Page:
I spent a happy summer here with my first real love, living in a tiny apartment — on this trip I went for a run past it, and was delighted to recall that this potassium lover once lived in a complex called Banana Walk — and getting around on his motorbike and my cheap bicycle. I went from a timid Open Water diver to a confident PADI Rescue Certified underwater videographer. I made friends that still play a massive role in my life today — Heather, my all time favorite travel buddy, Wim, who I’ve since watched get married, move to Hawaii, and become a mom, and Brian, a friend I urged to go visit Koh Tao, and someone who now makes that island feel like home no matter how long I’ve been away.
My old Cayman digs
I shouldn’t have been afraid to return to Cayman. The summer I spent here was a turning point, one massive leap towards a life of travel. You can’t hide from old memories, and I can’t look back on my past and cherry pick out parts that were unpleasant but brought me where I am today — which is somewhere pretty fantastic. I might have first come to Cayman for a relationship that took a lot from me, but I returned for the friends, the lessons, and the beauty that this place gave me. All it takes is one beautiful day to remember it.
Yup, we did attempt one dive — stay tune for the roundup for the funny story of how it failed
It’s amazing, everything you see when the sun comes out.
Next up, something a little lighter and brighter… Batabano!
I know how it feels to wish certain parts of your past didn’t exist, but knowing that if they didn’t, today would look a hell of a lot different. I’m glad you made your peace with Grand Cayman, it looks really beautiful and I’m sure your memories–old and new–are as well 🙂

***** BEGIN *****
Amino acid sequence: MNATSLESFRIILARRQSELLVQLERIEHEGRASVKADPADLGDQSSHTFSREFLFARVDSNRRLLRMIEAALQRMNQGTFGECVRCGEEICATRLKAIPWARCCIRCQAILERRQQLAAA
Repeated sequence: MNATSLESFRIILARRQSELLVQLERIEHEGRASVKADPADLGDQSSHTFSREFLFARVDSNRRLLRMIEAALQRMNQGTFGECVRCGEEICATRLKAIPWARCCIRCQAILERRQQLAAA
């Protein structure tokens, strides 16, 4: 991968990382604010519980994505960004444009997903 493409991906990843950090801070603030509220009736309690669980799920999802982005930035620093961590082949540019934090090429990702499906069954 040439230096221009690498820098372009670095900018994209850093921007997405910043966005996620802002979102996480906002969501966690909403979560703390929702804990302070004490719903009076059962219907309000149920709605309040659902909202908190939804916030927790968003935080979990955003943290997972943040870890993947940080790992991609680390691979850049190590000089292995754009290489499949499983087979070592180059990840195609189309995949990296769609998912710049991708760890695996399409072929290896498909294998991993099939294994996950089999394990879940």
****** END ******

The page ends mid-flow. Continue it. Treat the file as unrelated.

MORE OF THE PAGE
It’s a funny little mental struggle, isn’t it? I wish this thing hadn’t happened, I wish this person hadn’t happened… but then doing the math and realizing that needed to happen for you to get where you are today. And then realizing that you can’t change the past so all our silly little brain games don’t really matter anyway, ha!
I really enjoyed this post. It connected me to that feeling I get when the sun disappears from our UK skies (too regularly!)and the love within which rises on its return.
Great Photos by the way…
Such a beautiful way to put it. It’s amazing how grateful we can feel for something as simple as the warmth of sunlight when we haven’t felt it in a while!
I think it’s a great thing that you were able to not only go back, but to enjoy it and accept its role in your past for what it has brought you now. We can never undo what has happened, but I fully believe we grow from everything we’ve been through, good or bad. Your pictures are beautiful and I can’t wait to spend a day in Grand Cayman this November!
Thank you Marni! Any idea how you’re spending your day? I highly recommend Stingray City — such a unique experience!
We actually have booked that excursion! I’m so excited for it 🙂
Ahhh my time in Cayman was magical, and I didn’t even have any of these emotional ties to the island, so I’m sure this trip was a dream for you, bad weather and all =)
Next group trip location?
Those were some crazy traveling days… I’m remembering us comparing notes on those insane flights – mine in Belize almost slid off the runway. I’m glad you made it, and glad you got to see Cayman in a new light that was awesome and amazing in a different way.
Yeah, that was a crazy pants couple of days. “Hm, La Ceiba. I don’t recommend spending time there. Personally, I was kidnapped.” OH OKAY.
I really liked this post for being so personal and well written.